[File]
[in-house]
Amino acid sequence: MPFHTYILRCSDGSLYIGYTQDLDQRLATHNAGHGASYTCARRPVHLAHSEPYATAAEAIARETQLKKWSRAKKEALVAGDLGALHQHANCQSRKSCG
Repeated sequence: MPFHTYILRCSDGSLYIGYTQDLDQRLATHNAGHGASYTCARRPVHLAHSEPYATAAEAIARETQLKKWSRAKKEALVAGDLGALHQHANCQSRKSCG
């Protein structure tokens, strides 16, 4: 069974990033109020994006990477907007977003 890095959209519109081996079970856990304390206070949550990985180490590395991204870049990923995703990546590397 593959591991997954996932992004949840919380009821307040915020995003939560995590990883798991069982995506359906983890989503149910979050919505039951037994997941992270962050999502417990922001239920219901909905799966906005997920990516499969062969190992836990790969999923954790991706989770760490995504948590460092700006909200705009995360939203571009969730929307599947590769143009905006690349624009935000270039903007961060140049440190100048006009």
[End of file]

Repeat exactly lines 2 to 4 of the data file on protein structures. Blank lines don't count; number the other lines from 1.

Amino acid sequence: MPFHTYILRCSDGSLYIGYTQDLDQRLATHNAGHGASYTCARRPVHLAHSEPYATAAEAIARETQLKKWSRAKKEALVAGDLGALHQHANCQSRKSCG
Repeated sequence: MPFHTYILRCSDGSLYIGYTQDLDQRLATHNAGHGASYTCARRPVHLAHSEPYATAAEAIARETQLKKWSRAKKEALVAGDLGALHQHANCQSRKSCG
């Protein structure tokens, strides 16, 4: 069974990033109020994006990477907007977003 890095959209519109081996079970856990304390206070949550990985180490590395991204870049990923995703990546590397 593959591991997954996932992004949840919380009821307040915020995003939560995590990883798991069982995506359906983890989503149910979050919505039951037994997941992270962050999502417990922001239920219901909905799966906005997920990516499969062969190992836990790969999923954790991706989770760490995504948590460092700006909200705009995360939203571009969730929307599947590769143009905006690349624009935000270039903007961060140049440190100048006009």